These lessons, by one of our most consistent FaithWriters' Challenge Champions, should not be missed. So we're making a permanent home for them here.
You wrote a piece explaining NEVER to use the word "alot".
Well, in your professional opinion, what about the words: 'Alright" as comapred to "all right" and "OK as compared to "Okay"?
Your input would be greatly appreciated.
May grace and peace be with you!
Darren, funny you should ask!
I just THIS MINUTE posted next week's class, which includes a Quick Take on 'ok'. Pop on over to my "Writing Basics" class to see what I think of it. Feel free to jump right in with a response, too.
As for 'alright'--I looked that one up recently, to be sure I was correct. 'Alright' is becoming accepted usage, especially in informal writing. But I don't care for it.
The Grammar Queen Speaketh.
I didn't used to think alright was all right. But I looked it up when I was judging one time just to be sure and was suprised to see that it was alright to use. So use it now. (power of suggestion - I'm weak)
Exhausted, Jan walked into her house at the end of a long day tired. Her work day seeming endless. She slipped off her black shoes at the door and wallows toward the kitchen. All she wanted was an ice-cold soda and something sweet—maybe there was leftover cake in the stainless steel refrigerator.
“Ow!” she exclaimed aloud. Curious she lifted up her left foot to examine what had caused such sudden pain. Embedded firmly in the tender flesh of her heel was one minuscule Lego, left over from her young nephew’s visit the previous day before.
Exhausted, weary, and worn out? sudden, sharp, acute pain? Why say the same thing more then once. Plodded unenthusiastically just stops me in my tracks for a moment you said she was tired of course she's not going to be happy walking into the kitchen to fetch a drink. Sugary saccharine is very unneeded sweet will suffice. Shiny stainless steel, isn't stainless steel normally shiny? unless said otherwise i think of it and see it clean and shinging in the light. it's steel that's what it does so I didn't see the need to have it in there.
JoyAnn, you found lots of the unnecessary adverbs and adjectives, and eliminated them for precisely the right reasons.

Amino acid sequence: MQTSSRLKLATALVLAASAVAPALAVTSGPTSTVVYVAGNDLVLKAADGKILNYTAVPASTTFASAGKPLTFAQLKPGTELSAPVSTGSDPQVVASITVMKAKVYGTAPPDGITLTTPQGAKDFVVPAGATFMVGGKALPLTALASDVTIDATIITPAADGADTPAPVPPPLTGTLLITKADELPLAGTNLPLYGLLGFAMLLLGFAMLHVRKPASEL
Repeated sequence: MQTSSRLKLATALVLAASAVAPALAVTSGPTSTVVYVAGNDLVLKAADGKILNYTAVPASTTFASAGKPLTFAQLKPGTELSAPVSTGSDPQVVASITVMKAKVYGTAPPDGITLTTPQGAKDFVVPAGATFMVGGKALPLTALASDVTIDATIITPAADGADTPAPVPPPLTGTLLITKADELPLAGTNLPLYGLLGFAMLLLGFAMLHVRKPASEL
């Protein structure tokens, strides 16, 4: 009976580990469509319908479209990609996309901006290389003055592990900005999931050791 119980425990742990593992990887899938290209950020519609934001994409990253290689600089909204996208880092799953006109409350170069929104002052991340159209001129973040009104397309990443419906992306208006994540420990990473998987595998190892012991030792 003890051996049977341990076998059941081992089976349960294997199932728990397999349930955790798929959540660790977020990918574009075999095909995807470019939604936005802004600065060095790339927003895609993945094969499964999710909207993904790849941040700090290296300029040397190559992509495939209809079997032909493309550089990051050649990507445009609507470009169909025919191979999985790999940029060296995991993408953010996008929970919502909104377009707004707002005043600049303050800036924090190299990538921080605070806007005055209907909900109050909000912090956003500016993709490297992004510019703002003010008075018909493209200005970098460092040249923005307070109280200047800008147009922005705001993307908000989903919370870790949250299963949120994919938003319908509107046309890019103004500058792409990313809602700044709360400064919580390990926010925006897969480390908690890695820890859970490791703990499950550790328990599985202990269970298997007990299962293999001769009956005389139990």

Your corrected and edited paragraphs have a few issues, which I've noted in red. Care to give them another shot?
Hey Jan, I probably bumbled this one up greatly, but I sincerely had fun doing it
Alice’s Red Queen had nothing on Jan today, running in place, getting nowhere. Shoulders drooped, work shoes dangling in hand; she drudged her way into the kitchen. “Maybe there’s a cold pop and left over cake,” she grumbled aloud, noticing dark smudges on her stainless frig. “Perfect,” she muttered, “Just perfect.”
“Ouch?” She began dancing on one foot. “What the heck?” She lifted her foot – a red Lego fell off leaving a perfect cookie-cutter pattern on her tender heel. “Great,” she murmured.
Sitting on the floor, assessing the damage, the phone began to ring. Her sister’s voice called out before she could get up to answer. “Hey, Jan, it’s me. Bobby had such a good time over to your house yesterday playing Lego that he wants to come over again. Tonight, if it’s not too much trouble. Call me when you get home. Love ya.”
"And this, our life, exempt from public haunt, finds tongues in trees, books in the running brooks, sermons in stones, and good in everything." From "As You Like It." Wm. Shakespeare.
Here is my first attempt at lesson two. I did not read any work done by other students. I am glad I am reading them now.
Exhausted, Jan walked into her house at the end of a long day at work. She slipped off her shoes at the door and plodded toward the kitchen. All she wanted was a cold soda and a sweet snack from the refrigerator.
“Ow!” she exclaimed. Lifting her foot to examine what had caused the acute pain, she found a minuscule Lego. The Lego was left over from her nephew’s visit the day before.
For extra credit, pick a few of the adjectives or adverbs above and tell why they are unnecessary.
I believe only one of the adjectives exhausted, weary, or worn out was necessary. They all say the same thing. By emphasizing the adjective exhausted the adverb tiredly is not necessary. The adjectives dark and ebony say the same thing without giving a definite color. Unenthusiastically is not necessary because when someone is plodding either they are deep in thought or they are tired. From the sentences one can tell that Jan is tired.